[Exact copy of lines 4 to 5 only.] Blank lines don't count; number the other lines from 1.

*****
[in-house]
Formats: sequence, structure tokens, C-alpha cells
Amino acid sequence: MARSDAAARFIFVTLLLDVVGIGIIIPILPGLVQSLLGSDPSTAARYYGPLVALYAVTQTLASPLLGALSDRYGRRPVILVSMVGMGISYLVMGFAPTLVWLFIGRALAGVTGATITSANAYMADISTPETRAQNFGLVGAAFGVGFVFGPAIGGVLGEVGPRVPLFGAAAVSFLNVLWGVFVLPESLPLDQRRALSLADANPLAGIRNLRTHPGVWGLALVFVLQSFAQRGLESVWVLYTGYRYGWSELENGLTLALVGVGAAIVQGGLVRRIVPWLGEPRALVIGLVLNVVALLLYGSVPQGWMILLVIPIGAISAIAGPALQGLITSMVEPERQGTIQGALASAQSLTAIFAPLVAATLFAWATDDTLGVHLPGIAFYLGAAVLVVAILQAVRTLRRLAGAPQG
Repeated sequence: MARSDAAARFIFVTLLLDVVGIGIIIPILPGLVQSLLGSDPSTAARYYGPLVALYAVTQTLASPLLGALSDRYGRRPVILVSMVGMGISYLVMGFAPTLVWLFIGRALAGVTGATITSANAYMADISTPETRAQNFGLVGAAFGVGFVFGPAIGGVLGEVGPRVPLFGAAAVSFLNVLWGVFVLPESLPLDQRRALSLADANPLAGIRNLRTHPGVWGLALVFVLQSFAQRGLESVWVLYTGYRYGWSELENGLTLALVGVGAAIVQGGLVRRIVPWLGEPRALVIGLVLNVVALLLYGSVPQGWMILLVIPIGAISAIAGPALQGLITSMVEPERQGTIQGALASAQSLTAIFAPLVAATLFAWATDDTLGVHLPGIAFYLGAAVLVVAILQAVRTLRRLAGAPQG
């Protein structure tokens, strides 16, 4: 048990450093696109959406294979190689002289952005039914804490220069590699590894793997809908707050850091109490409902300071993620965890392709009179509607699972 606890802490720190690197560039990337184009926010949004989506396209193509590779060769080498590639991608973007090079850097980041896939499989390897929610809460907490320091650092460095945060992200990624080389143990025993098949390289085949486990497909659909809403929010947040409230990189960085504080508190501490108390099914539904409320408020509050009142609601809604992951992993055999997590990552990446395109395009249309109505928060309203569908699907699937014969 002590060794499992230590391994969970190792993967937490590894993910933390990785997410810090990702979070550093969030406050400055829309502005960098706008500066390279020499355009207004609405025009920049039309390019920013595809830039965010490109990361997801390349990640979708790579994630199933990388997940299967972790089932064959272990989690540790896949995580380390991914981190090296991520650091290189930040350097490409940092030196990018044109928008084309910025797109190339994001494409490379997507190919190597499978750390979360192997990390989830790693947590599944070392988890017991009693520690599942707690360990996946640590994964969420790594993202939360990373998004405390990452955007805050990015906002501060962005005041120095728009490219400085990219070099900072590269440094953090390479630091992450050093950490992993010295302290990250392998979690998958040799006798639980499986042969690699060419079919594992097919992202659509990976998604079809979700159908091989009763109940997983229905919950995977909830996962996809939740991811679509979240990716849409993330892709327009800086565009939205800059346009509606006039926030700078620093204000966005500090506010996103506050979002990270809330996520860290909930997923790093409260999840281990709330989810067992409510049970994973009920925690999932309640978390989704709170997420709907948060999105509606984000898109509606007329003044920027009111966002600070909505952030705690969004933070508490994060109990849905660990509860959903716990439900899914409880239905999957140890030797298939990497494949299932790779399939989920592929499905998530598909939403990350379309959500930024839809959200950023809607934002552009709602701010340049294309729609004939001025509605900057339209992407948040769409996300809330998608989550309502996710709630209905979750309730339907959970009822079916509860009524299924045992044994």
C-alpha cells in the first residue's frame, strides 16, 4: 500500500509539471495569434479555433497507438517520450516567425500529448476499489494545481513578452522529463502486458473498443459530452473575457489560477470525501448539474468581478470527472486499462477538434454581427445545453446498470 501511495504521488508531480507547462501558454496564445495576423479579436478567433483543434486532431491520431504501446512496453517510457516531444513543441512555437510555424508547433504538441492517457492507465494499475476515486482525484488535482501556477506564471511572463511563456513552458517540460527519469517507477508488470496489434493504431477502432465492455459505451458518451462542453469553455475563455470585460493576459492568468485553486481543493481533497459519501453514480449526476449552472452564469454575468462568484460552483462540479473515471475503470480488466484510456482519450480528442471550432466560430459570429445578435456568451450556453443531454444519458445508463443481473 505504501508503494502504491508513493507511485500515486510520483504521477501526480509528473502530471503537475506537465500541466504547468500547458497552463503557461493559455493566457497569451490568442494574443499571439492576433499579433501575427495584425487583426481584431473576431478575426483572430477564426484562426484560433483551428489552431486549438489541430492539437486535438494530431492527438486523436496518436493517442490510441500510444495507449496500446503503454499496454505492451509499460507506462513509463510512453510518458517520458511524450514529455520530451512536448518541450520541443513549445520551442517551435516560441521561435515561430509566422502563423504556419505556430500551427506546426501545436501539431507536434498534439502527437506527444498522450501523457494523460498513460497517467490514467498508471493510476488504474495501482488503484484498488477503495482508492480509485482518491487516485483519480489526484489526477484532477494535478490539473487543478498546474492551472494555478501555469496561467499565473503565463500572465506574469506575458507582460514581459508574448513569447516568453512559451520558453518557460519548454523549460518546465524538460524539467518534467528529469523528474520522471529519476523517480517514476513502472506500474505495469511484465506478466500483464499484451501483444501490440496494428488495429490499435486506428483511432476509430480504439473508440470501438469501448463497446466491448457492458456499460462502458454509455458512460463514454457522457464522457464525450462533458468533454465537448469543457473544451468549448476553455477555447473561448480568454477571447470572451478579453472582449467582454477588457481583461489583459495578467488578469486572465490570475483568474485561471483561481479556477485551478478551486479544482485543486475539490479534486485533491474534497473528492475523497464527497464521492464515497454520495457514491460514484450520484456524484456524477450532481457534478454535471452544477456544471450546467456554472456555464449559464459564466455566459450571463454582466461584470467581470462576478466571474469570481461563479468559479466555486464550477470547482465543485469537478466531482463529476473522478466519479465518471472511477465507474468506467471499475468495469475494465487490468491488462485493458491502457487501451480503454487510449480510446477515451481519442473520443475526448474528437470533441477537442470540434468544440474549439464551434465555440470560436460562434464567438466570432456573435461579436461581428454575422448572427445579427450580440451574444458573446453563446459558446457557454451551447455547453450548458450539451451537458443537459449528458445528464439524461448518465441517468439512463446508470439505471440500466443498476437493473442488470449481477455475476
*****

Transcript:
Repeated sequence: MARSDAAARFIFVTLLLDVVGIGIIIPILPGLVQSLLGSDPSTAARYYGPLVALYAVTQTLASPLLGALSDRYGRRPVILVSMVGMGISYLVMGFAPTLVWLFIGRALAGVTGATITSANAYMADISTPETRAQNFGLVGAAFGVGFVFGPAIGGVLGEVGPRVPLFGAAAVSFLNVLWGVFVLPESLPLDQRRALSLADANPLAGIRNLRTHPGVWGLALVFVLQSFAQRGLESVWVLYTGYRYGWSELENGLTLALVGVGAAIVQGGLVRRIVPWLGEPRALVIGLVLNVVALLLYGSVPQGWMILLVIPIGAISAIAGPALQGLITSMVEPERQGTIQGALASAQSLTAIFAPLVAATLFAWATDDTLGVHLPGIAFYLGAAVLVVAILQAVRTLRRLAGAPQG
């Protein structure tokens, strides 16, 4: 048990450093696109959406294979190689002289952005039914804490220069590699590894793997809908707050850091109490409902300071993620965890392709009179509607699972 606890802490720190690197560039990337184009926010949004989506396209193509590779060769080498590639991608973007090079850097980041896939499989390897929610809460907490320091650092460095945060992200990624080389143990025993098949390289085949486990497909659909809403929010947040409230990189960085504080508190501490108390099914539904409320408020509050009142609601809604992951992993055999997590990552990446395109395009249309109505928060309203569908699907699937014969 002590060794499992230590391994969970190792993967937490590894993910933390990785997410810090990702979070550093969030406050400055829309502005960098706008500066390279020499355009207004609405025009920049039309390019920013595809830039965010490109990361997801390349990640979708790579994630199933990388997940299967972790089932064959272990989690540790896949995580380390991914981190090296991520650091290189930040350097490409940092030196990018044109928008084309910025797109190339994001494409490379997507190919190597499978750390979360192997990390989830790693947590599944070392988890017991009693520690599942707690360990996946640590994964969420790594993202939360990373998004405390990452955007805050990015906002501060962005005041120095728009490219400085990219070099900072590269440094953090390479630091992450050093950490992993010295302290990250392998979690998958040799006798639980499986042969690699060419079919594992097919992202659509990976998604079809979700159908091989009763109940997983229905919950995977909830996962996809939740991811679509979240990716849409993330892709327009800086565009939205800059346009509606006039926030700078620093204000966005500090506010996103506050979002990270809330996520860290909930997923790093409260999840281990709330989810067992409510049970994973009920925690999932309640978390989704709170997420709907948060999105509606984000898109509606007329003044920027009111966002600070909505952030705690969004933070508490994060109990849905660990509860959903716990439900899914409880239905999957140890030797298939990497494949299932790779399939989920592929499905998530598909939403990350379309959500930024839809959200950023809607934002552009709602701010340049294309729609004939001025509605900057339209992407948040769409996300809330998608989550309502996710709630209905979750309730339907959970009822079916509860009524299924045992044994």